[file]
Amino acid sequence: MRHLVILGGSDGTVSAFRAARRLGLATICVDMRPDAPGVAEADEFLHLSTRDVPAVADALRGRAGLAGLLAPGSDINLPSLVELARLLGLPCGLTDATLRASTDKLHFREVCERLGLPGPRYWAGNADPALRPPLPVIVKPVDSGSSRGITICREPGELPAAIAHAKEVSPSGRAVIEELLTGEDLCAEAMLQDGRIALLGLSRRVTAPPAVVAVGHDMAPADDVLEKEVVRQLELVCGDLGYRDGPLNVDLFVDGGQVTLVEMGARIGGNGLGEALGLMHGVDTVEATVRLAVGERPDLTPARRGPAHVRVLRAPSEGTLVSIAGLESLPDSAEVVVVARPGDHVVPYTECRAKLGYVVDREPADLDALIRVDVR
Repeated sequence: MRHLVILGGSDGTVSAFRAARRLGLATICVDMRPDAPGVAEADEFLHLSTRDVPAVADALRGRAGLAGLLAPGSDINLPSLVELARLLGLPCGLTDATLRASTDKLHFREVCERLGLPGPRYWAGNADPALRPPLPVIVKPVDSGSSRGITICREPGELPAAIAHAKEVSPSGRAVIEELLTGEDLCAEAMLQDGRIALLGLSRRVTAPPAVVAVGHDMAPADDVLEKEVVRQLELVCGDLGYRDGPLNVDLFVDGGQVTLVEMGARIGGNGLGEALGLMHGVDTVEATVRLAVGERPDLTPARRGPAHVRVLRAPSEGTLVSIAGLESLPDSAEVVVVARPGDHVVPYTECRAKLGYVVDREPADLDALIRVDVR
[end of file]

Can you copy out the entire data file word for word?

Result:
Amino acid sequence: MRHLVILGGSDGTVSAFRAARRLGLATICVDMRPDAPGVAEADEFLHLSTRDVPAVADALRGRAGLAGLLAPGSDINLPSLVELARLLGLPCGLTDATLRASTDKLHFREVCERLGLPGPRYWAGNADPALRPPLPVIVKPVDSGSSRGITICREPGELPAAIAHAKEVSPSGRAVIEELLTGEDLCAEAMLQDGRIALLGLSRRVTAPPAVVAVGHDMAPADDVLEKEVVRQLELVCGDLGYRDGPLNVDLFVDGGQVTLVEMGARIGGNGLGEALGLMHGVDTVEATVRLAVGERPDLTPARRGPAHVRVLRAPSEGTLVSIAGLESLPDSAEVVVVARPGDHVVPYTECRAKLGYVVDREPADLDALIRVDVR
Repeated sequence: MRHLVILGGSDGTVSAFRAARRLGLATICVDMRPDAPGVAEADEFLHLSTRDVPAVADALRGRAGLAGLLAPGSDINLPSLVELARLLGLPCGLTDATLRASTDKLHFREVCERLGLPGPRYWAGNADPALRPPLPVIVKPVDSGSSRGITICREPGELPAAIAHAKEVSPSGRAVIEELLTGEDLCAEAMLQDGRIALLGLSRRVTAPPAVVAVGHDMAPADDVLEKEVVRQLELVCGDLGYRDGPLNVDLFVDGGQVTLVEMGARIGGNGLGEALGLMHGVDTVEATVRLAVGERPDLTPARRGPAHVRVLRAPSEGTLVSIAGLESLPDSAEVVVVARPGDHVVPYTECRAKLGYVVDREPADLDALIRVDVR